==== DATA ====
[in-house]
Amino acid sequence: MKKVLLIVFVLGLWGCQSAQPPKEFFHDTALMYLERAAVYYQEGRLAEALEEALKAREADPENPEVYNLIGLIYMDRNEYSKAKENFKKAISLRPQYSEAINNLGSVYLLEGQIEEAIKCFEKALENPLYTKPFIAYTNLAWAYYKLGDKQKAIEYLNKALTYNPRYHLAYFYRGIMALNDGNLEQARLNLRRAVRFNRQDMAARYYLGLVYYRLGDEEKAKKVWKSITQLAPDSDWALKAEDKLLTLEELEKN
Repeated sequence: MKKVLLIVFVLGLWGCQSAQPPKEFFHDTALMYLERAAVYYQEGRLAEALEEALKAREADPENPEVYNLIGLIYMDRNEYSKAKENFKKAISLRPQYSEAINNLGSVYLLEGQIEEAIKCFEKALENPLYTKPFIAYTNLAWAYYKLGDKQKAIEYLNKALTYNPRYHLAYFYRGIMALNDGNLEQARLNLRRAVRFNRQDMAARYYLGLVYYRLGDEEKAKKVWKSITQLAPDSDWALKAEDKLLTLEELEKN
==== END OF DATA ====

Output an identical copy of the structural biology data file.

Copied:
[in-house]
Amino acid sequence: MKKVLLIVFVLGLWGCQSAQPPKEFFHDTALMYLERAAVYYQEGRLAEALEEALKAREADPENPEVYNLIGLIYMDRNEYSKAKENFKKAISLRPQYSEAINNLGSVYLLEGQIEEAIKCFEKALENPLYTKPFIAYTNLAWAYYKLGDKQKAIEYLNKALTYNPRYHLAYFYRGIMALNDGNLEQARLNLRRAVRFNRQDMAARYYLGLVYYRLGDEEKAKKVWKSITQLAPDSDWALKAEDKLLTLEELEKN
Repeated sequence: MKKVLLIVFVLGLWGCQSAQPPKEFFHDTALMYLERAAVYYQEGRLAEALEEALKAREADPENPEVYNLIGLIYMDRNEYSKAKENFKKAISLRPQYSEAINNLGSVYLLEGQIEEAIKCFEKALENPLYTKPFIAYTNLAWAYYKLGDKQKAIEYLNKALTYNPRYHLAYFYRGIMALNDGNLEQARLNLRRAVRFNRQDMAARYYLGLVYYRLGDEEKAKKVWKSITQLAPDSDWALKAEDKLLTLEELEKN